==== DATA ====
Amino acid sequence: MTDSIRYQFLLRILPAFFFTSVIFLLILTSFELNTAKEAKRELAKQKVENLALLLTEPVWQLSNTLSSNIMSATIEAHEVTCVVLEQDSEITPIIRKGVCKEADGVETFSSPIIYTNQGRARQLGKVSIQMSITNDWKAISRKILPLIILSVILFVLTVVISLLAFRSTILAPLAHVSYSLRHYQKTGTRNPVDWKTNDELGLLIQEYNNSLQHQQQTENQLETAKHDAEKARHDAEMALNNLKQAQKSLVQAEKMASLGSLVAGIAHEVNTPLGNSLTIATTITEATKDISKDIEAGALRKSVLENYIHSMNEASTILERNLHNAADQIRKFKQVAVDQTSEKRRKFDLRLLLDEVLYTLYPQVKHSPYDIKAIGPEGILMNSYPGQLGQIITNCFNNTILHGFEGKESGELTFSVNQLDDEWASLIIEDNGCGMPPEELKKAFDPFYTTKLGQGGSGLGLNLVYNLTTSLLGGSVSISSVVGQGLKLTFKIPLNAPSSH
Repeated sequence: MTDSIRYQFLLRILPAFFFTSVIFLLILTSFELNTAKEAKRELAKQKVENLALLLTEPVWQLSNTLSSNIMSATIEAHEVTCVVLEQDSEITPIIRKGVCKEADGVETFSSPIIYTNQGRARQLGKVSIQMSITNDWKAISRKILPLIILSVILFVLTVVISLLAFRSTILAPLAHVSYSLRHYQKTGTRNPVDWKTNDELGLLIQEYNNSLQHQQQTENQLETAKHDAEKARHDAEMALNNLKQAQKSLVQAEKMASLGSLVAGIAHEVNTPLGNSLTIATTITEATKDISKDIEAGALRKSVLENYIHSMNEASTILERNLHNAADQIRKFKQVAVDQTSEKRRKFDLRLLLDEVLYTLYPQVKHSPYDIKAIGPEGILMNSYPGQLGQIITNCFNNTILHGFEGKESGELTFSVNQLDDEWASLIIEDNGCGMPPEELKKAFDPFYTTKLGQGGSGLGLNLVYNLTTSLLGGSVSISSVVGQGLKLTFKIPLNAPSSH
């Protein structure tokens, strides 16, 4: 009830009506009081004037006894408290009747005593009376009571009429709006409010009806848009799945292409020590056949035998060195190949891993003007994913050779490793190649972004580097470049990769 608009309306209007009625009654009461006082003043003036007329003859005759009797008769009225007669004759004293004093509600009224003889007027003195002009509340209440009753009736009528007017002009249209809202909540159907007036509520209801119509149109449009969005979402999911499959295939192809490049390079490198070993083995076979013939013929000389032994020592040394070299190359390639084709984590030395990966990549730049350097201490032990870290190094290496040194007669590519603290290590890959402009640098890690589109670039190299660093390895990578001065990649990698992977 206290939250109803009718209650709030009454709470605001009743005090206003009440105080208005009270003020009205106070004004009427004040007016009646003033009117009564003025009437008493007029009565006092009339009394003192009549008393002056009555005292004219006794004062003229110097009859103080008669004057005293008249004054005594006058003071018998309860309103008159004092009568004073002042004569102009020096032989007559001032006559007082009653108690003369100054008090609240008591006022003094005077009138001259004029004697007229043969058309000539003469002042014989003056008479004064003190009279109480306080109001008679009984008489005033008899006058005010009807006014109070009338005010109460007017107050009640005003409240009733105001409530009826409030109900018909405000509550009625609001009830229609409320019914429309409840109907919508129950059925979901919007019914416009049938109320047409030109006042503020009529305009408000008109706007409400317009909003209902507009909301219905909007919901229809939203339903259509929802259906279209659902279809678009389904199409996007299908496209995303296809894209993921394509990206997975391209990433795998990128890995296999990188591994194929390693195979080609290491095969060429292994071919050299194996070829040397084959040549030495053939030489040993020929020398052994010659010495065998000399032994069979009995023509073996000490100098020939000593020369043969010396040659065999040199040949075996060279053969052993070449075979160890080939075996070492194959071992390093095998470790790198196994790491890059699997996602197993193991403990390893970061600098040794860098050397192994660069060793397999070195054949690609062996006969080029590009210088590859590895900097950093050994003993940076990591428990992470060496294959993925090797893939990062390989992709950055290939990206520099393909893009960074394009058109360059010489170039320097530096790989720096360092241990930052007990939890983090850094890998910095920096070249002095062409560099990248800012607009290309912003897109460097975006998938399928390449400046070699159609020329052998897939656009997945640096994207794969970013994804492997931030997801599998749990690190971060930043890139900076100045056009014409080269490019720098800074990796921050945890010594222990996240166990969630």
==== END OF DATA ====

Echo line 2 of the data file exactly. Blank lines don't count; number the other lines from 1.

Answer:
Repeated sequence: MTDSIRYQFLLRILPAFFFTSVIFLLILTSFELNTAKEAKRELAKQKVENLALLLTEPVWQLSNTLSSNIMSATIEAHEVTCVVLEQDSEITPIIRKGVCKEADGVETFSSPIIYTNQGRARQLGKVSIQMSITNDWKAISRKILPLIILSVILFVLTVVISLLAFRSTILAPLAHVSYSLRHYQKTGTRNPVDWKTNDELGLLIQEYNNSLQHQQQTENQLETAKHDAEKARHDAEMALNNLKQAQKSLVQAEKMASLGSLVAGIAHEVNTPLGNSLTIATTITEATKDISKDIEAGALRKSVLENYIHSMNEASTILERNLHNAADQIRKFKQVAVDQTSEKRRKFDLRLLLDEVLYTLYPQVKHSPYDIKAIGPEGILMNSYPGQLGQIITNCFNNTILHGFEGKESGELTFSVNQLDDEWASLIIEDNGCGMPPEELKKAFDPFYTTKLGQGGSGLGLNLVYNLTTSLLGGSVSISSVVGQGLKLTFKIPLNAPSSH